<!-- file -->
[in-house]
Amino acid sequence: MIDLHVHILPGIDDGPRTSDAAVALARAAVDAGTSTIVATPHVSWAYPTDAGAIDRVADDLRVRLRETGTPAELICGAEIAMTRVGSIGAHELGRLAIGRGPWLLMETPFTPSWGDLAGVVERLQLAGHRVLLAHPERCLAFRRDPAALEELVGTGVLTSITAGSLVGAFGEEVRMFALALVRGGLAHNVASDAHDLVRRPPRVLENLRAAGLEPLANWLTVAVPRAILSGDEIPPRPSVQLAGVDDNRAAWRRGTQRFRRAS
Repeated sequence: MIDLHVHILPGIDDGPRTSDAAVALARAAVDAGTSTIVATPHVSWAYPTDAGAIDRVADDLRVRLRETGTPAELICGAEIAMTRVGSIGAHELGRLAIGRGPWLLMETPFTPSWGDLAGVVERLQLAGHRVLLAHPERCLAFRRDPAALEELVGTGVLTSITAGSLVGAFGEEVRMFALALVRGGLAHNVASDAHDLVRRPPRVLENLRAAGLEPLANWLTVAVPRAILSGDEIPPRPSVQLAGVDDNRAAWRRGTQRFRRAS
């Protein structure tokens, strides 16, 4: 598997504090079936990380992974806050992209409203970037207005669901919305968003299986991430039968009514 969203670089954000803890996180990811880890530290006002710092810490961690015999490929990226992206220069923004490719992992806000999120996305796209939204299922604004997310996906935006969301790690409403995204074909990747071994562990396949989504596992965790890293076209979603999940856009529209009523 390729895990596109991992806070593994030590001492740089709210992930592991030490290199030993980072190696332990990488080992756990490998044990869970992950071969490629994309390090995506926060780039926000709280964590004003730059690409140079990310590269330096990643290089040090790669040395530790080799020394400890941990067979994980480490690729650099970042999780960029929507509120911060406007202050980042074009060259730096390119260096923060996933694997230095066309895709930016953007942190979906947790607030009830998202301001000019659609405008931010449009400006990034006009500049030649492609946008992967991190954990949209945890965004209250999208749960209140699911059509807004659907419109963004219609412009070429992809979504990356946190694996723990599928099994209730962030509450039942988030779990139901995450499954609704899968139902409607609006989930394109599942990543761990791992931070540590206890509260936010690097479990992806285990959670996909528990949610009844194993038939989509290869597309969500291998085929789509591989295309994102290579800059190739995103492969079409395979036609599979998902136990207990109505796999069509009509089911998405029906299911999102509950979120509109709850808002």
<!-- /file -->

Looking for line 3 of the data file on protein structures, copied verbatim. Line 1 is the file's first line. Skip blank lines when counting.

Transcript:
Repeated sequence: MIDLHVHILPGIDDGPRTSDAAVALARAAVDAGTSTIVATPHVSWAYPTDAGAIDRVADDLRVRLRETGTPAELICGAEIAMTRVGSIGAHELGRLAIGRGPWLLMETPFTPSWGDLAGVVERLQLAGHRVLLAHPERCLAFRRDPAALEELVGTGVLTSITAGSLVGAFGEEVRMFALALVRGGLAHNVASDAHDLVRRPPRVLENLRAAGLEPLANWLTVAVPRAILSGDEIPPRPSVQLAGVDDNRAAWRRGTQRFRRAS